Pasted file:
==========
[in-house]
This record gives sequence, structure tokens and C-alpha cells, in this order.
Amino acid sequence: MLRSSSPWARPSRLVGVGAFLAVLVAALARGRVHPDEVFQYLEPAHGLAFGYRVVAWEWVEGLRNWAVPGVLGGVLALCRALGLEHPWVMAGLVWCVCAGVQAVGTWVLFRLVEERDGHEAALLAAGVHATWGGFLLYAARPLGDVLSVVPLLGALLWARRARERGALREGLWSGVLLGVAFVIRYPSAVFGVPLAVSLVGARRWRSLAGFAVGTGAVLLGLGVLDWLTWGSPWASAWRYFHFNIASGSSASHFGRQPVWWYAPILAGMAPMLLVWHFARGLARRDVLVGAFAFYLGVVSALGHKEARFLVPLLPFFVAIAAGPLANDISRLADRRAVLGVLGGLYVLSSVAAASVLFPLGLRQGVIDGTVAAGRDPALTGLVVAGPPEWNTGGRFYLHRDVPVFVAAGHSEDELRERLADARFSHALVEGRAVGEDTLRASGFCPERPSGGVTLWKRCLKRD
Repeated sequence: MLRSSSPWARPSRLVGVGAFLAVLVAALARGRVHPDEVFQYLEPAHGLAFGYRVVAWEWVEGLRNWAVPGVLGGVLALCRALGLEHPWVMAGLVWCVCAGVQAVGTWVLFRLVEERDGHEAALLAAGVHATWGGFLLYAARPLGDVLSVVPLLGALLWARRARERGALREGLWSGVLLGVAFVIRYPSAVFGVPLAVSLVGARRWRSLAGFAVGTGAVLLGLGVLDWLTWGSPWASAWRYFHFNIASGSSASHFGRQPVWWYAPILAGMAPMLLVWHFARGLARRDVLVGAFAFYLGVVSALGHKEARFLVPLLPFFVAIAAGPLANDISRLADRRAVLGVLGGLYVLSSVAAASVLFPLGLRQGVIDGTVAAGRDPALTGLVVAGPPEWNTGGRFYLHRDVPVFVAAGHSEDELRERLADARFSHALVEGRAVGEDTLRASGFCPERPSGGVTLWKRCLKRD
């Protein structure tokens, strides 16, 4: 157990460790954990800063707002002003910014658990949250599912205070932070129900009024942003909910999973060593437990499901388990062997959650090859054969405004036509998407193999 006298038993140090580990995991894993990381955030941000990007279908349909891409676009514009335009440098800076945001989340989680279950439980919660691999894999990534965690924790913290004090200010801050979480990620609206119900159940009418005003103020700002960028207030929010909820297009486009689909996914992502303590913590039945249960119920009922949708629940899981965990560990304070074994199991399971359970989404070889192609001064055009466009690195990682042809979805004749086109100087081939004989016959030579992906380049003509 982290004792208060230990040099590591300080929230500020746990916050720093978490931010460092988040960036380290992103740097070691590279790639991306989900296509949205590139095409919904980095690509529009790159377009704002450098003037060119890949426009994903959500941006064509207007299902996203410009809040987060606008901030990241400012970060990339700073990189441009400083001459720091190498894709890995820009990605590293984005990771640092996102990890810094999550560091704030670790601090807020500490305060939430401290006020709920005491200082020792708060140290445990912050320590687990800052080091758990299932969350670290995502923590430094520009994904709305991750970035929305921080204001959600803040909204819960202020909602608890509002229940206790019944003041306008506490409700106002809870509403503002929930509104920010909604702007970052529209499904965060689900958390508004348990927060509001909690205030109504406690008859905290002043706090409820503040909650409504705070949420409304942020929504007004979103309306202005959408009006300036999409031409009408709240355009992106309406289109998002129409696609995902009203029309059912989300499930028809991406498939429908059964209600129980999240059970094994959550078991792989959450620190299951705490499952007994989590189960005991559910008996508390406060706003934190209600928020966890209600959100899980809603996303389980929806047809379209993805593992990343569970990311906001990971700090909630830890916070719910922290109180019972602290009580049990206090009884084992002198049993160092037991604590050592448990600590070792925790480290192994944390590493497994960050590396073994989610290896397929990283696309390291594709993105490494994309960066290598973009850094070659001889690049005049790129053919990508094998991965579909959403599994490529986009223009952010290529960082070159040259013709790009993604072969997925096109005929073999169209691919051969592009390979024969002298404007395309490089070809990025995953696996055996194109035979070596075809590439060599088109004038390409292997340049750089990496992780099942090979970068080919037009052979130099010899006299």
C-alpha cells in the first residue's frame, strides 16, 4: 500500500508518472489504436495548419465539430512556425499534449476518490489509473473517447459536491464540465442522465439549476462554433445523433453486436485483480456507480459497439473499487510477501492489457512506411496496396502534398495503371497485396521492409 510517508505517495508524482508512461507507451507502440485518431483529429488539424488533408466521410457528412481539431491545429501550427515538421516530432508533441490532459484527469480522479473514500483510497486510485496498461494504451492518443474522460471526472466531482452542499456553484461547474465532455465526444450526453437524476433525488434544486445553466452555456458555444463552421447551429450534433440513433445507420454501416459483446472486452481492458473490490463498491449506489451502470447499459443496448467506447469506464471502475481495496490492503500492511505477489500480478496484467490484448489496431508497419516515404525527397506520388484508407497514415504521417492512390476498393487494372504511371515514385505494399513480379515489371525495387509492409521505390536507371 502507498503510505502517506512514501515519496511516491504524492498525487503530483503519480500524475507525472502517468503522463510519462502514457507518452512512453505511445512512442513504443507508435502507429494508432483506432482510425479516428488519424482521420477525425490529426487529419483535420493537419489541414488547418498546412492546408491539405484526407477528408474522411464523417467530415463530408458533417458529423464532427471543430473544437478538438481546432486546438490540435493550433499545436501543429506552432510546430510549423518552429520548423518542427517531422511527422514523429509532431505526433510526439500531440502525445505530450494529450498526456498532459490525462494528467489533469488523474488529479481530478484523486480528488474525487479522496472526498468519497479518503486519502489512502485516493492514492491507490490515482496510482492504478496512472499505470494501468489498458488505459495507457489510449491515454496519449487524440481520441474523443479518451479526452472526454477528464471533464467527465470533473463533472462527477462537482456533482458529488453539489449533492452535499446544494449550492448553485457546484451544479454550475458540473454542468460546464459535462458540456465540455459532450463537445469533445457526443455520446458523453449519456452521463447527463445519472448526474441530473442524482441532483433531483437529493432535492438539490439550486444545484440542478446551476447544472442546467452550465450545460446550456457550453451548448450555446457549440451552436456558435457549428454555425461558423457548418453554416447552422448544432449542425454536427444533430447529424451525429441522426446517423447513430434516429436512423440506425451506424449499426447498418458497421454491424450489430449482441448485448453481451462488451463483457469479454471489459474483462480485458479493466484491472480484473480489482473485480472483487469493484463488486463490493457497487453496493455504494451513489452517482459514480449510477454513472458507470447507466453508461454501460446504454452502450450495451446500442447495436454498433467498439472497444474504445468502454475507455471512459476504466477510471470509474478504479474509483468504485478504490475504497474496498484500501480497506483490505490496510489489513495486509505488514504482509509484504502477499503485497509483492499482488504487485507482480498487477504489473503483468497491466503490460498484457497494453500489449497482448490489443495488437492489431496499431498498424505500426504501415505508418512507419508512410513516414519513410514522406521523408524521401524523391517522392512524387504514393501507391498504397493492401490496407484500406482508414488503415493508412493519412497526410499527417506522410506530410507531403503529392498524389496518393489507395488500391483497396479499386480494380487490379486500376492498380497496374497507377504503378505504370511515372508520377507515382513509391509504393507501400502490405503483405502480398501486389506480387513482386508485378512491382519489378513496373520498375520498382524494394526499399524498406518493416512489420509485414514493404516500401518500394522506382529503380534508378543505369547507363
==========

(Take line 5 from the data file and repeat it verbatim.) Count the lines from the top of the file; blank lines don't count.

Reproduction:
């Protein structure tokens, strides 16, 4: 157990460790954990800063707002002003910014658990949250599912205070932070129900009024942003909910999973060593437990499901388990062997959650090859054969405004036509998407193999 006298038993140090580990995991894993990381955030941000990007279908349909891409676009514009335009440098800076945001989340989680279950439980919660691999894999990534965690924790913290004090200010801050979480990620609206119900159940009418005003103020700002960028207030929010909820297009486009689909996914992502303590913590039945249960119920009922949708629940899981965990560990304070074994199991399971359970989404070889192609001064055009466009690195990682042809979805004749086109100087081939004989016959030579992906380049003509 982290004792208060230990040099590591300080929230500020746990916050720093978490931010460092988040960036380290992103740097070691590279790639991306989900296509949205590139095409919904980095690509529009790159377009704002450098003037060119890949426009994903959500941006064509207007299902996203410009809040987060606008901030990241400012970060990339700073990189441009400083001459720091190498894709890995820009990605590293984005990771640092996102990890810094999550560091704030670790601090807020500490305060939430401290006020709920005491200082020792708060140290445990912050320590687990800052080091758990299932969350670290995502923590430094520009994904709305991750970035929305921080204001959600803040909204819960202020909602608890509002229940206790019944003041306008506490409700106002809870509403503002929930509104920010909604702007970052529209499904965060689900958390508004348990927060509001909690205030109504406690008859905290002043706090409820503040909650409504705070949420409304942020929504007004979103309306202005959408009006300036999409031409009408709240355009992106309406289109998002129409696609995902009203029309059912989300499930028809991406498939429908059964209600129980999240059970094994959550078991792989959450620190299951705490499952007994989590189960005991559910008996508390406060706003934190209600928020966890209600959100899980809603996303389980929806047809379209993805593992990343569970990311906001990971700090909630830890916070719910922290109180019972602290009580049990206090009884084992002198049993160092037991604590050592448990600590070792925790480290192994944390590493497994960050590396073994989610290896397929990283696309390291594709993105490494994309960066290598973009850094070659001889690049005049790129053919990508094998991965579909959403599994490529986009223009952010290529960082070159040259013709790009993604072969997925096109005929073999169209691919051969592009390979024969002298404007395309490089070809990025995953696996055996194109035979070596075809590439060599088109004038390409292997340049750089990496992780099942090979970068080919037009052979130099010899006299």